“When I got a ‘no go’ it lifted me up,” Calhoun fondly recalls of the gift of gum he received as a student from one of his sympathetic Ranger buddies.
“No go’s” are failures to complete a mission or task, and they are ubiquitous here. The majority of those who have ultimately made it through Ranger School have failed at least one phase of the program – only 30 percent make it straight through the first time – and been forced to repeat it.
The women are no exception. The two who remain repeated, known here as “recycling,” the first phase of Ranger School at Camp Darby three times before being given the green light. One more woman is currently in the process of repeating the Mountain phase.
Wittkamper says he recalls failing the Darby phase – when he accidentally left behind a fellow Ranger student under his command who fell asleep in the woods –as “an emotionally low period in my life.” He then had to help load successful Ranger students on to the bus where they were moving on to the next phase of Ranger school. “You have to stay and they get to go,” he says. “They’re painful memories.”
For this reason, the instructors here have particular empathy – and respect – for the female students who repeated Darby three times.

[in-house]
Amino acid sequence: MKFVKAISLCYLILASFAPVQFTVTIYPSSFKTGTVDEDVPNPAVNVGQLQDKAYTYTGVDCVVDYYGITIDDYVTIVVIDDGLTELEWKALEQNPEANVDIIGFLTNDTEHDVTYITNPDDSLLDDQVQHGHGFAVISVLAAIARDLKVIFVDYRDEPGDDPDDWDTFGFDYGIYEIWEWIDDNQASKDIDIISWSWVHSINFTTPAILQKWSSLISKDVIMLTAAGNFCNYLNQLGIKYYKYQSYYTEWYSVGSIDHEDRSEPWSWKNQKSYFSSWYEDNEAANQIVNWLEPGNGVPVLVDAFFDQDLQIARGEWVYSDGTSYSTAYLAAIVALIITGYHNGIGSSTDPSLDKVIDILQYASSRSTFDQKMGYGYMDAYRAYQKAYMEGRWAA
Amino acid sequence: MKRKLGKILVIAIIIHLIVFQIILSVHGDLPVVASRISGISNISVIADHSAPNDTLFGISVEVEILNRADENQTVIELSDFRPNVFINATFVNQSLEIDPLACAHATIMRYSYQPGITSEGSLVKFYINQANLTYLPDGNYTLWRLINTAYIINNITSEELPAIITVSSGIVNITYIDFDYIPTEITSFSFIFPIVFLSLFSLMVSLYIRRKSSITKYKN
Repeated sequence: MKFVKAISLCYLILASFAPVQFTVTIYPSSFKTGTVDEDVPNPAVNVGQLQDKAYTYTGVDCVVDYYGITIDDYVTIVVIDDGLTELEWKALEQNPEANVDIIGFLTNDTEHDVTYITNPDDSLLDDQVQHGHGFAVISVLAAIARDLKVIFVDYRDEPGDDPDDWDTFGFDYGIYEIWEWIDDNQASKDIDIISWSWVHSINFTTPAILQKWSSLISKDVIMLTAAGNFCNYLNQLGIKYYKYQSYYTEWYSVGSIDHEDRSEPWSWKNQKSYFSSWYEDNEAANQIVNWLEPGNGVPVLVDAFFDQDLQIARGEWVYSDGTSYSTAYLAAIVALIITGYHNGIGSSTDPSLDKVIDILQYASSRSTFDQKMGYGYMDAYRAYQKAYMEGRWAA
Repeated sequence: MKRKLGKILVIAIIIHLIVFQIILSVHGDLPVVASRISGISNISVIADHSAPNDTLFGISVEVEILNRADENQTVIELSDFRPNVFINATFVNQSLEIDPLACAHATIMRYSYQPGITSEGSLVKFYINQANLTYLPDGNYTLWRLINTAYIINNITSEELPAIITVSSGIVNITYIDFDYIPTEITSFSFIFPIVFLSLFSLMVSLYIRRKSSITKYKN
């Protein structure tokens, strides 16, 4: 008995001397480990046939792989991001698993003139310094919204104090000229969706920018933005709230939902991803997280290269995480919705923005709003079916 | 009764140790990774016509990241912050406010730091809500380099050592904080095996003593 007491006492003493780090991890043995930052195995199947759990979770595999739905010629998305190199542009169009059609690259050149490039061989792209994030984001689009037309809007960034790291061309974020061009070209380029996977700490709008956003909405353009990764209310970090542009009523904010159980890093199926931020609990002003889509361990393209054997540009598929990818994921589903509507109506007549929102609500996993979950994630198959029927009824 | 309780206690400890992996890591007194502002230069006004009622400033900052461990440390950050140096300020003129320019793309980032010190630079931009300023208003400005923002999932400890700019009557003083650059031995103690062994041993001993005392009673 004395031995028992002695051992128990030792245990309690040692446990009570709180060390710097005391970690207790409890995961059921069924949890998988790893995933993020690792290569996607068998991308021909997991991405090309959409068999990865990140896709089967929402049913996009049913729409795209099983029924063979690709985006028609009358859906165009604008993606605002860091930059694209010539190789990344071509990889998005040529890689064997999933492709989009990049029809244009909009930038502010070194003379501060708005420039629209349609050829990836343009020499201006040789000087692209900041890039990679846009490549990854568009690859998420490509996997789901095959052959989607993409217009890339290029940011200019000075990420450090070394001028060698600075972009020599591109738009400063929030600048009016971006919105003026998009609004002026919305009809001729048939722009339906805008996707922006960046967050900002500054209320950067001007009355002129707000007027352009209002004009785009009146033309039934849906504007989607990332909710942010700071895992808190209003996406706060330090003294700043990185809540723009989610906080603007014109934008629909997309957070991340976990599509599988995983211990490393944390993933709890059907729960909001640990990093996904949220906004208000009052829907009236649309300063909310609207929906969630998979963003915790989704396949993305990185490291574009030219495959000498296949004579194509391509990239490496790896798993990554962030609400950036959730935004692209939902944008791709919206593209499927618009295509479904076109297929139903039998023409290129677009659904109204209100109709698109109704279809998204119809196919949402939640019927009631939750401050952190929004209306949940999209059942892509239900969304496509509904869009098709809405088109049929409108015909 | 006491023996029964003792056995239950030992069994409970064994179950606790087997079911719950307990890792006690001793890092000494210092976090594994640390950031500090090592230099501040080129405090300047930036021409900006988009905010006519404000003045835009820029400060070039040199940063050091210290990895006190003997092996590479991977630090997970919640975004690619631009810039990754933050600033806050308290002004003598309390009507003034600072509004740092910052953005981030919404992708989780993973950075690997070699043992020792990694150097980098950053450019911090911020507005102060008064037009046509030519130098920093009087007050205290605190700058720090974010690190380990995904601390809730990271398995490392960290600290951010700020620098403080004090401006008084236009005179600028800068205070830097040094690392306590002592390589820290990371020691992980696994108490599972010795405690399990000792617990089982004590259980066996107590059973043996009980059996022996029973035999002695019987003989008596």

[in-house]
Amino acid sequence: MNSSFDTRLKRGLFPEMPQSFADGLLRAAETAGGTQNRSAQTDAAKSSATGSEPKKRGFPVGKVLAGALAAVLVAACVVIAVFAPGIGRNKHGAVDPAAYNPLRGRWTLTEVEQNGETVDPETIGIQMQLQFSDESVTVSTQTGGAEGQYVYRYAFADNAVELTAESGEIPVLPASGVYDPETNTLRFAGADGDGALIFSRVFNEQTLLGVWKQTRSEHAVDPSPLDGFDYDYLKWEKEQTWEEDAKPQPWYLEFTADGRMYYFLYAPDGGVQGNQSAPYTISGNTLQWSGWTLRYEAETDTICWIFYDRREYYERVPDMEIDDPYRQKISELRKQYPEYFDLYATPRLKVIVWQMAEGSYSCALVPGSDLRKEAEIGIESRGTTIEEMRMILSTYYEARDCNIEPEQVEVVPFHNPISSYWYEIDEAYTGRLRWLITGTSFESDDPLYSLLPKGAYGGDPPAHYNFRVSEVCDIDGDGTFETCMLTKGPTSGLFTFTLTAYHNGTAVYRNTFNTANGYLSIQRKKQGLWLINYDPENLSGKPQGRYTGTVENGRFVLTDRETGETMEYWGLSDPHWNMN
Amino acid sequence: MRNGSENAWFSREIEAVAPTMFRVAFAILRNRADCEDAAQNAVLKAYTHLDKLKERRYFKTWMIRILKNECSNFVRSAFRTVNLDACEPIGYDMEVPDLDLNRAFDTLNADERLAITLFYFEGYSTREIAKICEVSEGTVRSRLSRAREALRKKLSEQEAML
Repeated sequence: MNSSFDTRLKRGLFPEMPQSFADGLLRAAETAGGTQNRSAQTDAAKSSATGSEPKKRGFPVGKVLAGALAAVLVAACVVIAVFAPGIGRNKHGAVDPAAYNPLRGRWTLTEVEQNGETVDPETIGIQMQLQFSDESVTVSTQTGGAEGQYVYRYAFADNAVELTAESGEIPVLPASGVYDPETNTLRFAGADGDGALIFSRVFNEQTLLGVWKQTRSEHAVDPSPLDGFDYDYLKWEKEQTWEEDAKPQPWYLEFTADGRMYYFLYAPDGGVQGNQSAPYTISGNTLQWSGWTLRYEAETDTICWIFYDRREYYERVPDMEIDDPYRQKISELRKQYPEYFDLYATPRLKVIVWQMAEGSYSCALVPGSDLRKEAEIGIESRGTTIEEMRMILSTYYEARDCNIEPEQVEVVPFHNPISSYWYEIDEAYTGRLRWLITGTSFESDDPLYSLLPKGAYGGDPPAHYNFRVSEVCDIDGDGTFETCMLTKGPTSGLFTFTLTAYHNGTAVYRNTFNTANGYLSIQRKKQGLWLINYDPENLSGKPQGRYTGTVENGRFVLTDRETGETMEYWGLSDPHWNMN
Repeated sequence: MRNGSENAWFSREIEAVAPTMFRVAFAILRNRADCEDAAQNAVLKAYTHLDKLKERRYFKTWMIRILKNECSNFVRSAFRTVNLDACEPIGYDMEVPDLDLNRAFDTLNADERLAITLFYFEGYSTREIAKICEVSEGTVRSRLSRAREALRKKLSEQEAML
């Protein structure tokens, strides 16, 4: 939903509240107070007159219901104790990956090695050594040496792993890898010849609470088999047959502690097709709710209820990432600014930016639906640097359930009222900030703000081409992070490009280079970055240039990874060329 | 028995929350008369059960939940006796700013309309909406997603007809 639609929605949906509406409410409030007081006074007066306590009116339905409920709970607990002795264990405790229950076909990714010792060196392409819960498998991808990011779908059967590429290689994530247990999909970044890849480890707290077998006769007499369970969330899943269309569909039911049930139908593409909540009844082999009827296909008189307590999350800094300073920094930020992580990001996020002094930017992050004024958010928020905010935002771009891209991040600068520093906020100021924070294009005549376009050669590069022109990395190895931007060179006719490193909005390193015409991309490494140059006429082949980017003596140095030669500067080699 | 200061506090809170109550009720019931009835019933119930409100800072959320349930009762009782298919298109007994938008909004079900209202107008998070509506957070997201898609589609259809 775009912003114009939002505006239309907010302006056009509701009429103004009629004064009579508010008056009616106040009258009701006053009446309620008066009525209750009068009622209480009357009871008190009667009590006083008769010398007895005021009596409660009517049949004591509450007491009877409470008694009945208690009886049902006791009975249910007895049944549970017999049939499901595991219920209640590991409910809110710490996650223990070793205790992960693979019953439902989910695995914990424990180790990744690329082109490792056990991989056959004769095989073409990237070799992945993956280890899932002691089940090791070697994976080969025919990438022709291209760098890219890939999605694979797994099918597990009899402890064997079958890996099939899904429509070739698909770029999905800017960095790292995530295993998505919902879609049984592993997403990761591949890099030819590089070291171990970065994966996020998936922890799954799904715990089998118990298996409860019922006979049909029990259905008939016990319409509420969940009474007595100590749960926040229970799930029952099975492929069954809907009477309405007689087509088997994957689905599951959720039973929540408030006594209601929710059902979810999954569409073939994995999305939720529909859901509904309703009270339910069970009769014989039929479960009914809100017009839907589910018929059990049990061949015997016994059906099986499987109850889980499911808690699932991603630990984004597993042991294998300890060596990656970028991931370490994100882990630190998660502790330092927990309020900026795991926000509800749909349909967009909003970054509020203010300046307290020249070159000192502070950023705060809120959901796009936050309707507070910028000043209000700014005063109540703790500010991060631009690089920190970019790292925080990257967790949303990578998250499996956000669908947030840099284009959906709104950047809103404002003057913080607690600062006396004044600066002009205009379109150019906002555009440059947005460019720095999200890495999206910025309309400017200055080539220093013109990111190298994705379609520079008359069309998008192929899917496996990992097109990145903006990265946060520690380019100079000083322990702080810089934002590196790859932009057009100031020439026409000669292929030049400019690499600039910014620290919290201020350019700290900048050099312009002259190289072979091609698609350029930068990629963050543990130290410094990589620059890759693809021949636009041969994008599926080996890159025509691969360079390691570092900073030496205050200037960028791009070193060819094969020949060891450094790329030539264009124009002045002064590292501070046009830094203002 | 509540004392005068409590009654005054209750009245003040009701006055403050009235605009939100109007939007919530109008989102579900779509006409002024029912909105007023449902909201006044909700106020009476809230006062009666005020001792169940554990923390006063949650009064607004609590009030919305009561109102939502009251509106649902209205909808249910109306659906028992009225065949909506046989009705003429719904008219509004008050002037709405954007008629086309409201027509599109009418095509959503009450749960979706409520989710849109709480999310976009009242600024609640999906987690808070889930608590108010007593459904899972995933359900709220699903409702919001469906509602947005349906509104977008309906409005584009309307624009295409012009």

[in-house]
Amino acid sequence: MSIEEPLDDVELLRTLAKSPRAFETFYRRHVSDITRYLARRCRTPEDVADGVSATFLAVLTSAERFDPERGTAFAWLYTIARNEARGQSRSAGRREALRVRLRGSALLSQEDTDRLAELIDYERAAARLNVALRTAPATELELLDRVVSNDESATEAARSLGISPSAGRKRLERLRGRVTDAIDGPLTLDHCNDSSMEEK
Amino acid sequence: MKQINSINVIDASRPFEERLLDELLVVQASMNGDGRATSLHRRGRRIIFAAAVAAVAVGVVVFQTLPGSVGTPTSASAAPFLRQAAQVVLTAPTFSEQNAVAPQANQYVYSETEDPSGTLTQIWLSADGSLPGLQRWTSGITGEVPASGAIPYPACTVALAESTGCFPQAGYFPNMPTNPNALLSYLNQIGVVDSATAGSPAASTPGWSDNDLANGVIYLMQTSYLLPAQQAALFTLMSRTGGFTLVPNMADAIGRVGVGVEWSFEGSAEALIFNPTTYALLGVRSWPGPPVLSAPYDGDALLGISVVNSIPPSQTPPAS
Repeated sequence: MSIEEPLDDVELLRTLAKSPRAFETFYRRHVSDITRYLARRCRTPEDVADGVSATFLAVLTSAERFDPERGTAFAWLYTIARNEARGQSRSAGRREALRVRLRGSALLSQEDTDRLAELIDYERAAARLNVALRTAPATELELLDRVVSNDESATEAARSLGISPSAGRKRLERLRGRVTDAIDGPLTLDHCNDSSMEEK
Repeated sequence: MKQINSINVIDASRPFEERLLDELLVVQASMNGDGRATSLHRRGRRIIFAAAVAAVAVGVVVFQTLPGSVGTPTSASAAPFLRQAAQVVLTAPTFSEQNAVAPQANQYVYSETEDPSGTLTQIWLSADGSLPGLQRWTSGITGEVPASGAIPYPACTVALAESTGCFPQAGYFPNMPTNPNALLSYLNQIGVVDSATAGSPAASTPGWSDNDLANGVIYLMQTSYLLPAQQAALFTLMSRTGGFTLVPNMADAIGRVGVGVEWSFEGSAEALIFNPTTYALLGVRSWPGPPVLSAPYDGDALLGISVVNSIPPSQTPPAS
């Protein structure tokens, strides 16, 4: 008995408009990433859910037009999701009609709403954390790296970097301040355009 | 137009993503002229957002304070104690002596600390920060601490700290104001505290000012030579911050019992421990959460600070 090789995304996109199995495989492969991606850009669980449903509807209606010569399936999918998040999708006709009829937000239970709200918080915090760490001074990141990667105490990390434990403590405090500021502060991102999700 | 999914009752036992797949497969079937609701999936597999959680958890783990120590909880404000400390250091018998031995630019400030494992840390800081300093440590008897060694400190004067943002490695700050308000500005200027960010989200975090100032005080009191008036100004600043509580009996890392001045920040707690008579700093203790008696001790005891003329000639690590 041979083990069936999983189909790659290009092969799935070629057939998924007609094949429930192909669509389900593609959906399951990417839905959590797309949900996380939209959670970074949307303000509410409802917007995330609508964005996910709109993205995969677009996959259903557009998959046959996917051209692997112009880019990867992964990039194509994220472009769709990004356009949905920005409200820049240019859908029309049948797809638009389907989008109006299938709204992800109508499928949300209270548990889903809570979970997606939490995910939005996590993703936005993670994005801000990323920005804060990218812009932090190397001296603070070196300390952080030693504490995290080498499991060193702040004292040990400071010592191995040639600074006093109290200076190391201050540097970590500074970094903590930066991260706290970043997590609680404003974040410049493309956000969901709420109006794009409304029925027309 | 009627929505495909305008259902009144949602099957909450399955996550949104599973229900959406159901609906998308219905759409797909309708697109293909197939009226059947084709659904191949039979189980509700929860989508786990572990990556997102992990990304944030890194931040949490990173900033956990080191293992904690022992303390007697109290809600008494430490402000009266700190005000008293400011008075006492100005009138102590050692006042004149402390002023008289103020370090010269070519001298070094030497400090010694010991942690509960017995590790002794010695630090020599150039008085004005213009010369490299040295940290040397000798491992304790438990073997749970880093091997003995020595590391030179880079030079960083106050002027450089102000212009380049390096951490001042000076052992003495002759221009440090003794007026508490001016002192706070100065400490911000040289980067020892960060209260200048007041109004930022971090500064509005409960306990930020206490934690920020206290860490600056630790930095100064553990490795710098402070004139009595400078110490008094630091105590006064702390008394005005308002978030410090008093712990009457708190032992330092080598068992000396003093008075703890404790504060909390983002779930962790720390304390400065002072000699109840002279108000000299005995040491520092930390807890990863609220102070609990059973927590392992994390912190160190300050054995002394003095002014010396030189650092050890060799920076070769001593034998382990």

The swamp phase has its highlights, too. Staff Sgt. Coty Burns, an instructor, recalls with particular fondness the “chow birds” that have become a tradition here. According to Ranger school lore, a military helicopter flown by Army student-pilots crashed and a platoon of Ranger students came to their aid. As a way of showing their thanks, the pilots carry coolers filled with illicit fast food and sugary drinks when they’re transporting the always-famished Ranger students here.
Staff Sergeant Burns recalls his chow bird experience as one of the best days of his life.
“If there’s one extra sandwich, we would each take a bite and pass it around, until it’s gone.” He and his fellow students stuffed themselves with as much food as they could before the bird landed, wiping sandwich sauce off each others’ faces so their instructors would be none-the-wiser.
It is lifelong gratitude for these small acts of kindness in the face of great trial and deprivation that help forge the intense bonds among Rangers.
It was a similar gesture of kindness, too, that helped to convince Timothy Spayd, a former active duty sergeant who graduated from Ranger School in 1980, that maybe women do belong here after all.
Initially opposed to women becoming Rangers, Mr. Spayd was convinced that they would “water down the tab.” Then he ran a hardcore 10-mile obstacle race with some female Army soldiers serving as observer-advisors for the Ranger School. Spayd, who has been diagnosed with Lou Gehrig’s disease, was struggling physically.
“They stayed with me,” he says, recalling that there was one female soldier on each side of him as they helped him along. “That really touched me,” he adds, noting that they embraced “the whole ‘no-man-left-behind’ thing.”
Through this experience, he became open to the possibility of female Rangers, he says. As a frequent visitor to the school, he has watched the two female Ranger students come through the Florida swamps, and what he has seen has caused him to reconsider his initial opposition to their presence.
“They’ve impressed me,” he says. “They’re really manning up.”